Airbag maker Takata faces new woes. Shares of the embattled Japanese auto parts supplier plunged Wednesday after the company was hit with a massive fine by U.S. regulators and dropped by its biggest client amid a scandal over defective airbag inflators.
Company shares were down nearly 20 percent in afternoon trading on the Nikkei exchange after Honda Motors announced it would no longer buy inflators from Takata to install in its front-seat air bags. Honda's decision came hours after the U.S. National Highway Transportation Safety Administration imposed a record $200 million fine on Takata for failing to warn the public and government about the problem inflators.
Eight people have been killed and more than 100 others injured when the airbags, designed to protect drivers and passengers in an accident, unexpectedly exploded, sending large pieces of metal into the vehicle and its occupants. All of the incidents were in cars made by Honda.
The defective airbag inflator has triggered a massive recall of millions of cars worldwide, including 19 million in the United States alone.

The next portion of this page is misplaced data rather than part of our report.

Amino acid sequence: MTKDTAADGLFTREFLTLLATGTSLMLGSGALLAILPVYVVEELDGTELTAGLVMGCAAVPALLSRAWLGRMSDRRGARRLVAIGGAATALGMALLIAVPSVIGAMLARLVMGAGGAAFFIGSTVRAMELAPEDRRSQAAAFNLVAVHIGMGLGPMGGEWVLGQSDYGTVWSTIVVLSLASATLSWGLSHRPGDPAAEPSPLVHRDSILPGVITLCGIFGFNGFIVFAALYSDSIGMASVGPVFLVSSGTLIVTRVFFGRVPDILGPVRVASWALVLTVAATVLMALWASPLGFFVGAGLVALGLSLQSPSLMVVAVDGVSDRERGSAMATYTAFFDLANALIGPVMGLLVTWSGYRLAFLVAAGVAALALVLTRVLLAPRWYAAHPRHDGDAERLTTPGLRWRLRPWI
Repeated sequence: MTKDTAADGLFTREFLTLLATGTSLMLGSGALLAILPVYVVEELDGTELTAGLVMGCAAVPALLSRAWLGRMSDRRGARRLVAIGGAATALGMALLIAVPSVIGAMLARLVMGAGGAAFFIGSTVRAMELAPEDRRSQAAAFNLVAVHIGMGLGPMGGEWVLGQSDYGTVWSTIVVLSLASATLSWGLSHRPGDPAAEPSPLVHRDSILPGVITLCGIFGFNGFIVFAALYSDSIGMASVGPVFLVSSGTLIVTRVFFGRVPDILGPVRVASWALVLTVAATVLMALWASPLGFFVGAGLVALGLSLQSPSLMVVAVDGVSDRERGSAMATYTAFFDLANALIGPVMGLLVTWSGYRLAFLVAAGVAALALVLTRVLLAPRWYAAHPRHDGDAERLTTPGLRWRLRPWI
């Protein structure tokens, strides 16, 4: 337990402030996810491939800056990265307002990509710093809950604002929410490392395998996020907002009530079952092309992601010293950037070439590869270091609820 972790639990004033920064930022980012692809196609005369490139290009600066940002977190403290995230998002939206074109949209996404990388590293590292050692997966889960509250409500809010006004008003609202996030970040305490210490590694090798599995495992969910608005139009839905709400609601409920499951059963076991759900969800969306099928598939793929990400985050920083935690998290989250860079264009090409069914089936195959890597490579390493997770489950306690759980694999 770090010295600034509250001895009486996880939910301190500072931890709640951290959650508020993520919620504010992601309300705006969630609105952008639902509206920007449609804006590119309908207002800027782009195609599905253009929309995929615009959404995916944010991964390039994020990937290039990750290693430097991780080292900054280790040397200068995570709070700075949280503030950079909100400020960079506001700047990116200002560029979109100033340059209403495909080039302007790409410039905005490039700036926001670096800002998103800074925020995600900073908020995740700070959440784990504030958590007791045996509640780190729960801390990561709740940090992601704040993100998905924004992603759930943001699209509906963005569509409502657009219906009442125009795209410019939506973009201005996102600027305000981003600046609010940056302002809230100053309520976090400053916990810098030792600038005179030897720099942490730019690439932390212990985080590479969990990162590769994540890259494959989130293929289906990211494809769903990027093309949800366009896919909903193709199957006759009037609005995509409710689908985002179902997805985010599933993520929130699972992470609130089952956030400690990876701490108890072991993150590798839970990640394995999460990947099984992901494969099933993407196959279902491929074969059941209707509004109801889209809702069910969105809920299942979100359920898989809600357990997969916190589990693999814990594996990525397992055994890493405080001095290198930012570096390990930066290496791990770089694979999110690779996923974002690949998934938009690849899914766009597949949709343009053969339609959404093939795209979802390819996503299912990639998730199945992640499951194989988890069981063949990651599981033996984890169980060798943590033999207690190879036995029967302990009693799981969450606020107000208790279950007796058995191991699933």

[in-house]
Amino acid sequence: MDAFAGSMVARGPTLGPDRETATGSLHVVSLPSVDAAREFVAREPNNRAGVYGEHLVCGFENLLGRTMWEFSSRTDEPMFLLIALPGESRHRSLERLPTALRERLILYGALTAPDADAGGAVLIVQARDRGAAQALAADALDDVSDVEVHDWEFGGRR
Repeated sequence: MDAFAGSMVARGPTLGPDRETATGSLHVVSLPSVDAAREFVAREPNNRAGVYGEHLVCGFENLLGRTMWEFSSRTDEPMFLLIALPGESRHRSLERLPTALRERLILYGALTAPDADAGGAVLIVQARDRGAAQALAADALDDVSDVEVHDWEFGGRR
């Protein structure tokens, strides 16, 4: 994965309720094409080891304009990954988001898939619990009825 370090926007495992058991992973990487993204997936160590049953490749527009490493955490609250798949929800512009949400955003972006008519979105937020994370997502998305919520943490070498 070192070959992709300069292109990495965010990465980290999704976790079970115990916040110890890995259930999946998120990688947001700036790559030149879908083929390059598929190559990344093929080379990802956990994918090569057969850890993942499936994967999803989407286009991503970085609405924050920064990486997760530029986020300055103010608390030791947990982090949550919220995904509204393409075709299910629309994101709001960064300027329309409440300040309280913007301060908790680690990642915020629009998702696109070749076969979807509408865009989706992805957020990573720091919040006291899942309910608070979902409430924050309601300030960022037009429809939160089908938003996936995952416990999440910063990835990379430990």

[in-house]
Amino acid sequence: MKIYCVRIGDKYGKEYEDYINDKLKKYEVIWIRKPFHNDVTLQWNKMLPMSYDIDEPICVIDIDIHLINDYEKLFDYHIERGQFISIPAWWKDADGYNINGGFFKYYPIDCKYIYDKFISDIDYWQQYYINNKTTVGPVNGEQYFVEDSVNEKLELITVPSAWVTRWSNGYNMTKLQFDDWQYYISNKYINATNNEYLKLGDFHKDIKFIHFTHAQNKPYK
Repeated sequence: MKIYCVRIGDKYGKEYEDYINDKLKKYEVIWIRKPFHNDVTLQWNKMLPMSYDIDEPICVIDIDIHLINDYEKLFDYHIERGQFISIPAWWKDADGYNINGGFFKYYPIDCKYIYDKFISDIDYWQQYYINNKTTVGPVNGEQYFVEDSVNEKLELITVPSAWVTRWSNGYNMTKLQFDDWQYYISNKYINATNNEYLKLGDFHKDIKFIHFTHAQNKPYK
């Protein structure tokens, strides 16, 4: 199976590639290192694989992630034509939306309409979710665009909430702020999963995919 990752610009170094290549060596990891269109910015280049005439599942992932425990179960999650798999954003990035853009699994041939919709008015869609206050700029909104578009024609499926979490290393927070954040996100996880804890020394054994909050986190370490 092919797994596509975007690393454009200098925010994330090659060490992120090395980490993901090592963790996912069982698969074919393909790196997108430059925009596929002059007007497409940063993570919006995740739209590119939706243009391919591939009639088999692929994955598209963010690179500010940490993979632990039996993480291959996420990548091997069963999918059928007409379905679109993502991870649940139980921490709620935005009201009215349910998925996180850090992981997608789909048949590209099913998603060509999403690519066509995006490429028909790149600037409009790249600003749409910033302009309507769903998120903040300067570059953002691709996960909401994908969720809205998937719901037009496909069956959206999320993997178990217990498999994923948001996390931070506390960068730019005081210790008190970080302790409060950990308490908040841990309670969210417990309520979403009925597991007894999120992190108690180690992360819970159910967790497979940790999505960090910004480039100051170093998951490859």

U.S. Transportation Secretary Anthony Foxx said Tuesday that Takata engaged in a pattern of "delay, misdirection and refusal to acknowledge the truth."
Under the settlement, Takata will stop building and selling airbags using an ammonium nitrite propellant, which experts believe was one of the causes of the explosions.
Takata will also speed up the recall and replacement of bags in affected car models, including many Hondas.
Takata must pay $70 million of the fine now, and would have to pay another $130 million if it fails to carry out all the orders of the U.S. agency. It is the biggest financial penalty ever imposed by NHTSA on an automotive company.